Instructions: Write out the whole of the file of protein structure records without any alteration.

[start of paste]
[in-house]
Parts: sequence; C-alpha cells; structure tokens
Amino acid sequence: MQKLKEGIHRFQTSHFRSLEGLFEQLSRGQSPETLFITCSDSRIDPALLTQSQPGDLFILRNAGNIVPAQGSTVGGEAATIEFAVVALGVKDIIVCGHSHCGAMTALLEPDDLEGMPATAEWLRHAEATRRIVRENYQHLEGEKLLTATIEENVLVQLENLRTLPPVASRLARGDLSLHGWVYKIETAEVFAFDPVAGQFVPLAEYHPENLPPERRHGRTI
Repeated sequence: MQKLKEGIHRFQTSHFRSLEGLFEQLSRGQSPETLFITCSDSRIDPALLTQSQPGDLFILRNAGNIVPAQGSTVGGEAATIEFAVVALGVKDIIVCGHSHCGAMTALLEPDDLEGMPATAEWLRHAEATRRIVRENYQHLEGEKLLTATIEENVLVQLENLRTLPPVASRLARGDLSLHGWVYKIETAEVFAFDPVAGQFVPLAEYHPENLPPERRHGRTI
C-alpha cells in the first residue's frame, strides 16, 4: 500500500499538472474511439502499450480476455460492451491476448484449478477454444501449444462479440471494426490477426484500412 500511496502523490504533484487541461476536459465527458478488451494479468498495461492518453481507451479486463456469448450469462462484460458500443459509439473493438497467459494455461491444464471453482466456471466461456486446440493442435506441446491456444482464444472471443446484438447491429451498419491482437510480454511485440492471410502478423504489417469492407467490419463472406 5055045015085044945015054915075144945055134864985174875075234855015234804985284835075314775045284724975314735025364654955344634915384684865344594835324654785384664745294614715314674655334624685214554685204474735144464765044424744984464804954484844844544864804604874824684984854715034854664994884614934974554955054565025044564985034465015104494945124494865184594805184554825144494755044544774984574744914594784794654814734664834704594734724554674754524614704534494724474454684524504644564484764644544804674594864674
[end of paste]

[in-house]
Parts: sequence; C-alpha cells; structure tokens
Amino acid sequence: MQKLKEGIHRFQTSHFRSLEGLFEQLSRGQSPETLFITCSDSRIDPALLTQSQPGDLFILRNAGNIVPAQGSTVGGEAATIEFAVVALGVKDIIVCGHSHCGAMTALLEPDDLEGMPATAEWLRHAEATRRIVRENYQHLEGEKLLTATIEENVLVQLENLRTLPPVASRLARGDLSLHGWVYKIETAEVFAFDPVAGQFVPLAEYHPENLPPERRHGRTI
Repeated sequence: MQKLKEGIHRFQTSHFRSLEGLFEQLSRGQSPETLFITCSDSRIDPALLTQSQPGDLFILRNAGNIVPAQGSTVGGEAATIEFAVVALGVKDIIVCGHSHCGAMTALLEPDDLEGMPATAEWLRHAEATRRIVRENYQHLEGEKLLTATIEENVLVQLENLRTLPPVASRLARGDLSLHGWVYKIETAEVFAFDPVAGQFVPLAEYHPENLPPERRHGRTI
C-alpha cells in the first residue's frame, strides 16, 4: 500500500499538472474511439502499450480476455460492451491476448484449478477454444501449444462479440471494426490477426484500412 500511496502523490504533484487541461476536459465527458478488451494479468498495461492518453481507451479486463456469448450469462462484460458500443459509439473493438497467459494455461491444464471453482466456471466461456486446440493442435506441446491456444482464444472471443446484438447491429451498419491482437510480454511485440492471410502478423504489417469492407467490419463472406 5055045015085044945015054915075144945055134864985174875075234855015234804985284835075314775045284724975314735025364654955344634915384684865344594835324654785384664745294614715314674655334624685214554685204474735144464765044424744984464804954484844844544864804604874824684984854715034854664994884614934974554955054565025044564985034465015104494945124494865184594805184554825144494755044544774984574744914594784794654814734664834704594734724554674754524614704534494724474454684524504644564484764644544804674594864674